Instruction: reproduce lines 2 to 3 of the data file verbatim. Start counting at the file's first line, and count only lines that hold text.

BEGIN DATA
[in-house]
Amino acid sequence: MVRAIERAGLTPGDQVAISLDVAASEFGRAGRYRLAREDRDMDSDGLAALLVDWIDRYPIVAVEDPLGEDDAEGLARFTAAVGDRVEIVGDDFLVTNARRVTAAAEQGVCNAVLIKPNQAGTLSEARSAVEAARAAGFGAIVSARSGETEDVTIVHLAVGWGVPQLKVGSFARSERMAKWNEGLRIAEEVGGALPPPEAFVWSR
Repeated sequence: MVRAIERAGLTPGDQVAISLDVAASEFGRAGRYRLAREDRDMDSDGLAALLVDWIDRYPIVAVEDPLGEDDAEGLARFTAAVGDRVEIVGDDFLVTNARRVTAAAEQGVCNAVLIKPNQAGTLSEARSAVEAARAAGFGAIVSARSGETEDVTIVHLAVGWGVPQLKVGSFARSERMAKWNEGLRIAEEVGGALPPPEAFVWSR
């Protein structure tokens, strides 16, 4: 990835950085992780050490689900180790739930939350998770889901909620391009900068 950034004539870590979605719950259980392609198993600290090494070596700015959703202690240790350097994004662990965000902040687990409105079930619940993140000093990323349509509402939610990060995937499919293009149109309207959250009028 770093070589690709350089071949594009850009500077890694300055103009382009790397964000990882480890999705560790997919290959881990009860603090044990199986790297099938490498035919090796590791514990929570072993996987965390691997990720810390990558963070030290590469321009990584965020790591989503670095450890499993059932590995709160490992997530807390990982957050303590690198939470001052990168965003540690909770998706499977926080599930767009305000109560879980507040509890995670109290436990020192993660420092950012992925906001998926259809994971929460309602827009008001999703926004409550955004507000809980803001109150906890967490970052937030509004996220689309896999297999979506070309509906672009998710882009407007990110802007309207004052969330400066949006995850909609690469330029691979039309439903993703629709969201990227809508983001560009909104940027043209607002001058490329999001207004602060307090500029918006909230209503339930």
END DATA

Amino acid sequence: MVRAIERAGLTPGDQVAISLDVAASEFGRAGRYRLAREDRDMDSDGLAALLVDWIDRYPIVAVEDPLGEDDAEGLARFTAAVGDRVEIVGDDFLVTNARRVTAAAEQGVCNAVLIKPNQAGTLSEARSAVEAARAAGFGAIVSARSGETEDVTIVHLAVGWGVPQLKVGSFARSERMAKWNEGLRIAEEVGGALPPPEAFVWSR
Repeated sequence: MVRAIERAGLTPGDQVAISLDVAASEFGRAGRYRLAREDRDMDSDGLAALLVDWIDRYPIVAVEDPLGEDDAEGLARFTAAVGDRVEIVGDDFLVTNARRVTAAAEQGVCNAVLIKPNQAGTLSEARSAVEAARAAGFGAIVSARSGETEDVTIVHLAVGWGVPQLKVGSFARSERMAKWNEGLRIAEEVGGALPPPEAFVWSR